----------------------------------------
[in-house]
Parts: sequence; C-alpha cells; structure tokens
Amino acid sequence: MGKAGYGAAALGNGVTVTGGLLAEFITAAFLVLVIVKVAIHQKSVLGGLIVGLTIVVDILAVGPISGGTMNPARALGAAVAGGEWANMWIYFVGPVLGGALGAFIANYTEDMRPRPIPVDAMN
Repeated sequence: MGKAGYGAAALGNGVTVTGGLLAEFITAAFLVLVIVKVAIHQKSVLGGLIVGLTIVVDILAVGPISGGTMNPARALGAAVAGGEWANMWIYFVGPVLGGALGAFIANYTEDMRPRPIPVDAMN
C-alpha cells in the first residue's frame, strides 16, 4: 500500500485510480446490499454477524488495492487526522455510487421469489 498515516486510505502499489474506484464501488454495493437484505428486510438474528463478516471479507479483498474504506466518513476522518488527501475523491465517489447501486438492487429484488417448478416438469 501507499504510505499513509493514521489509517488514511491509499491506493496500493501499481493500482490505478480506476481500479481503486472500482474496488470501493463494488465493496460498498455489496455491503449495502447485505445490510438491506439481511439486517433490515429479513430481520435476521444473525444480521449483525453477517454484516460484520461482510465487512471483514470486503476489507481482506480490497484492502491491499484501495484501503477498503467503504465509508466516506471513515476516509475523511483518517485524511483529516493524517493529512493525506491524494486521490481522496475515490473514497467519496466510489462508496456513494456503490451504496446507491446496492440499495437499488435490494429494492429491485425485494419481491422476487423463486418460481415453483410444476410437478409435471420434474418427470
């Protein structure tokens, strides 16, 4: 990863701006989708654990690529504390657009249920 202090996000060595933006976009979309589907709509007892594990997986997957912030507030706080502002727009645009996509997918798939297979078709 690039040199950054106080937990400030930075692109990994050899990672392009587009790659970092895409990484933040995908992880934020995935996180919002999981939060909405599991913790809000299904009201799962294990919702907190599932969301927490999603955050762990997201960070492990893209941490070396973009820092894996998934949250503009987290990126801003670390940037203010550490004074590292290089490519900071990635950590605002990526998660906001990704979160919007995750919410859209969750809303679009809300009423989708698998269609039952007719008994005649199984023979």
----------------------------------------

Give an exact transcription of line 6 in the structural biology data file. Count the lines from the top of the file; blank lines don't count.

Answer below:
């Protein structure tokens, strides 16, 4: 990863701006989708654990690529504390657009249920 202090996000060595933006976009979309589907709509007892594990997986997957912030507030706080502002727009645009996509997918798939297979078709 690039040199950054106080937990400030930075692109990994050899990672392009587009790659970092895409990484933040995908992880934020995935996180919002999981939060909405599991913790809000299904009201799962294990919702907190599932969301927490999603955050762990997201960070492990893209941490070396973009820092894996998934949250503009987290990126801003670390940037203010550490004074590292290089490519900071990635950590605002990526998660906001990704979160919007995750919410859209969750809303679009809300009423989708698998269609039952007719008994005649199984023979």